Supervisor Mode Access Prevention

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Supervisor Mode Access Prevention (SMAP) is a feature of some CPU implementations such as the Intel Broadwell microarchitecture that allows supervisor mode programs to optionally set user-space memory mappings so that access to those mappings from supervisor mode will cause a trap. This makes it harder for malicious programs to "trick" the kernel into using instructions or data from a user-space program.[1][2]

History[edit]

Supervisor Mode Access Prevention is designed to complement Supervisor Mode Execution Prevention (SMEP), which was introduced earlier. SMEP can be used to prevent supervisor-mode code from unintentionally executing user-space code. SMAP extends this protection to reads and writes.[2]

Benefits[edit]

Without Supervisor Mode Access Prevention, supervisor code usually has full read and write access to user-space memory mappings (or has the ability to obtain full access). This has led to the development of several security exploits, including privilege escalation exploits, which operate by causing the kernel to access user-space memory when it did not intend to.[3] Operating systems can block these exploits by using SMAP to force unintended user-space memory accesses to trigger page faults. Additionally, SMAP can expose flawed kernel code which does not follow the intended procedures for accessing user-space memory.[1]

However, the use of SMAP in an operating system may lead to a larger kernel size and slower user-space memory accesses from supervisor code, because SMAP must be temporarily disabled any time supervisor code intends to access user-space memory.[4]

Technical details[edit]

Processors indicate support for Supervisor Mode Access Prevention through the Extended Features CPUID leaf.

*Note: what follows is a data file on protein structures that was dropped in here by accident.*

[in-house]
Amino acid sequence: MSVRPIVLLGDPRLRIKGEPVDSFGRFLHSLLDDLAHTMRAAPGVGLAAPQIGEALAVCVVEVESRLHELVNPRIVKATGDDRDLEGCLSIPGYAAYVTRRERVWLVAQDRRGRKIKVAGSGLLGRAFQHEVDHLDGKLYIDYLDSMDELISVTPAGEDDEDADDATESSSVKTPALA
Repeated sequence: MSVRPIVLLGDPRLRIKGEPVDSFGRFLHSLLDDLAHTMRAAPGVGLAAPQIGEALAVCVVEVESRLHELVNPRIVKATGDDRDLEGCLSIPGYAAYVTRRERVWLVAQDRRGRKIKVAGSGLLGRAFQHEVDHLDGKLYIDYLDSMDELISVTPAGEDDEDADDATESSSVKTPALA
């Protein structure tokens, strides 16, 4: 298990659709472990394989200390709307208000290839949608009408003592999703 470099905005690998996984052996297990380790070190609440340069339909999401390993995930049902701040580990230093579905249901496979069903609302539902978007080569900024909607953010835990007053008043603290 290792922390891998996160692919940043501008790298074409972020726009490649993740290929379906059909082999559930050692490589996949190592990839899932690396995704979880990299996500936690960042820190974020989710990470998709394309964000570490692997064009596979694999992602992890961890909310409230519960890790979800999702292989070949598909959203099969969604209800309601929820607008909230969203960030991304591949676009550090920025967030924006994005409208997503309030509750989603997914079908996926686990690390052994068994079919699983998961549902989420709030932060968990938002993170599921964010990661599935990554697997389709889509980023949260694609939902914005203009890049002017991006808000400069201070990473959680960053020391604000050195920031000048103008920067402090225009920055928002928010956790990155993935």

SMAP is enabled when memory paging is active and the SMAP bit in the CR4 control register is set. SMAP can be temporarily disabled for explicit memory accesses by setting the EFLAGS.AC (Alignment Check) flag. The stac (Set AC Flag) and clac (Clear AC Flag) instructions can be used to easily set or clear the flag.[5]

When the SMAP bit in CR4 is set, explicit memory reads and writes to user-mode pages performed by code running with a privilege level less than 3 will always result in a page fault if the EFLAGS.AC flag is not set. Implicit reads and writes (such as those made to descriptor tables) to user-mode pages will always trigger a page fault if SMAP is enabled, regardless of the value of EFLAGS.AC.[5]

Operating system support[edit]

Linux kernel support for Supervisor Mode Access Prevention was implemented by H. Peter Anvin.[1] It was merged into the mainline Linux 3.7 kernel and it is enabled by default for processors which support the feature.[4]

OpenBSD has supported Supervisor Mode Access Prevention and the related Supervisor Mode Execution Prevention since 2012,[6] with OpenBSD 5.3 being the first release with support for the feature enabled.[7]

See also[edit]

References[edit]

  1. ^ a b c Corbet, Jonathan (2012-09-26). "Supervisor mode access prevention". LWN.net. Retrieved 2017-08-04. 
  2. ^ a b Mulnix, David (2015-05-22). "Intel® Xeon® Processor D Product Family Technical Overview: Supervisor Mode Access Protection (SMAP) 4". Intel. Retrieved 2017-08-04. 
  3. ^ Corbet, Jonathan (2009-07-20). "Fun with NULL pointers, part 1". LWN.net. Retrieved 2017-08-04. 
  4. ^ a b Larabel, Michael (2012-10-02). "Intel SMAP Comes To Try To Better Secure Linux". Phoronix. Retrieved 2017-08-04. 
  5. ^ a b "Intel® 64 and IA-32 Architectures Software Developer's Manual, Volume 3A: System Programming Guide, Part 1" (PDF). Intel. July 2017. Retrieved 2017-08-04. 
  6. ^ Henderson, Stuart (2017-03-26). "Re: Does OpenBSD have SMEP and SMAP implementation? or MPX?". Retrieved 2017-08-04 – via marc.info. 
  7. ^ "OpenBSD 5.3". OpenBSD. 2013-05-01. Retrieved 2017-08-04.